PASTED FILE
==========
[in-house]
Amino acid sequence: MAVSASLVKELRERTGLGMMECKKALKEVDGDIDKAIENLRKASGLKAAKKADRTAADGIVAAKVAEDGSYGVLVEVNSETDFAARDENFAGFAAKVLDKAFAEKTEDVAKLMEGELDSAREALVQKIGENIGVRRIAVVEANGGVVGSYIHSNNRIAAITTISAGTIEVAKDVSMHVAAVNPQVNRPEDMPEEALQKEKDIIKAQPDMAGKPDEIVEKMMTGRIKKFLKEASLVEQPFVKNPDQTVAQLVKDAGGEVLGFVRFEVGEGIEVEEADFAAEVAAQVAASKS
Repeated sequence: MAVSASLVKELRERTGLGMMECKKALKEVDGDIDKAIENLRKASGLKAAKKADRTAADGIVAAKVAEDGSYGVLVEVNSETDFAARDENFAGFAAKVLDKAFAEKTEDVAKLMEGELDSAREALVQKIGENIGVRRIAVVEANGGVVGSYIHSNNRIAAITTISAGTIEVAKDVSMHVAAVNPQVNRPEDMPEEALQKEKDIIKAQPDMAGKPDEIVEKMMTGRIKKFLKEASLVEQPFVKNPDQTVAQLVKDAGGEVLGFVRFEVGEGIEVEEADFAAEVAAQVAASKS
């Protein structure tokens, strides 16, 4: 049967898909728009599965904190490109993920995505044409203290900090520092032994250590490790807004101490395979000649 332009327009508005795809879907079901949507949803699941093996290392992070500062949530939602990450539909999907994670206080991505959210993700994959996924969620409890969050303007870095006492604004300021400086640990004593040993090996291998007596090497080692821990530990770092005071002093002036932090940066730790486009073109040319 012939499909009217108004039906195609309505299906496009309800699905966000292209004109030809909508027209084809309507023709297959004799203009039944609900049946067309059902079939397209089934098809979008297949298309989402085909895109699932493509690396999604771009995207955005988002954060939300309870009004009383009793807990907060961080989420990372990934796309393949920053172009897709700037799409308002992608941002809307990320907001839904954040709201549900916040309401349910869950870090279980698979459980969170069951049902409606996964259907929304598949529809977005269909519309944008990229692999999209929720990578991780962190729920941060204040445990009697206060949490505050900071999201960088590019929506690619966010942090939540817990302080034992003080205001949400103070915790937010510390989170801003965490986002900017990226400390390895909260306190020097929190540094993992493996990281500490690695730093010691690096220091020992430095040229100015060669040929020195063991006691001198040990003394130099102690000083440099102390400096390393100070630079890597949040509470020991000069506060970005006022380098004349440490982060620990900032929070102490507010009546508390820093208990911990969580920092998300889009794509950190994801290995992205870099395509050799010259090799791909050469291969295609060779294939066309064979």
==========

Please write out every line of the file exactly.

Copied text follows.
[in-house]
Amino acid sequence: MAVSASLVKELRERTGLGMMECKKALKEVDGDIDKAIENLRKASGLKAAKKADRTAADGIVAAKVAEDGSYGVLVEVNSETDFAARDENFAGFAAKVLDKAFAEKTEDVAKLMEGELDSAREALVQKIGENIGVRRIAVVEANGGVVGSYIHSNNRIAAITTISAGTIEVAKDVSMHVAAVNPQVNRPEDMPEEALQKEKDIIKAQPDMAGKPDEIVEKMMTGRIKKFLKEASLVEQPFVKNPDQTVAQLVKDAGGEVLGFVRFEVGEGIEVEEADFAAEVAAQVAASKS
Repeated sequence: MAVSASLVKELRERTGLGMMECKKALKEVDGDIDKAIENLRKASGLKAAKKADRTAADGIVAAKVAEDGSYGVLVEVNSETDFAARDENFAGFAAKVLDKAFAEKTEDVAKLMEGELDSAREALVQKIGENIGVRRIAVVEANGGVVGSYIHSNNRIAAITTISAGTIEVAKDVSMHVAAVNPQVNRPEDMPEEALQKEKDIIKAQPDMAGKPDEIVEKMMTGRIKKFLKEASLVEQPFVKNPDQTVAQLVKDAGGEVLGFVRFEVGEGIEVEEADFAAEVAAQVAASKS
């Protein structure tokens, strides 16, 4: 049967898909728009599965904190490109993920995505044409203290900090520092032994250590490790807004101490395979000649 332009327009508005795809879907079901949507949803699941093996290392992070500062949530939602990450539909999907994670206080991505959210993700994959996924969620409890969050303007870095006492604004300021400086640990004593040993090996291998007596090497080692821990530990770092005071002093002036932090940066730790486009073109040319 012939499909009217108004039906195609309505299906496009309800699905966000292209004109030809909508027209084809309507023709297959004799203009039944609900049946067309059902079939397209089934098809979008297949298309989402085909895109699932493509690396999604771009995207955005988002954060939300309870009004009383009793807990907060961080989420990372990934796309393949920053172009897709700037799409308002992608941002809307990320907001839904954040709201549900916040309401349910869950870090279980698979459980969170069951049902409606996964259907929304598949529809977005269909519309944008990229692999999209929720990578991780962190729920941060204040445990009697206060949490505050900071999201960088590019929506690619966010942090939540817990302080034992003080205001949400103070915790937010510390989170801003965490986002900017990226400390390895909260306190020097929190540094993992493996990281500490690695730093010691690096220091020992430095040229100015060669040929020195063991006691001198040990003394130099102690000083440099102390400096390393100070630079890597949040509470020991000069506060970005006022380098004349440490982060620990900032929070102490507010009546508390820093208990911990969580920092998300889009794509950190994801290995992205870099395509050799010259090799791909050469291969295609060779294939066309064979």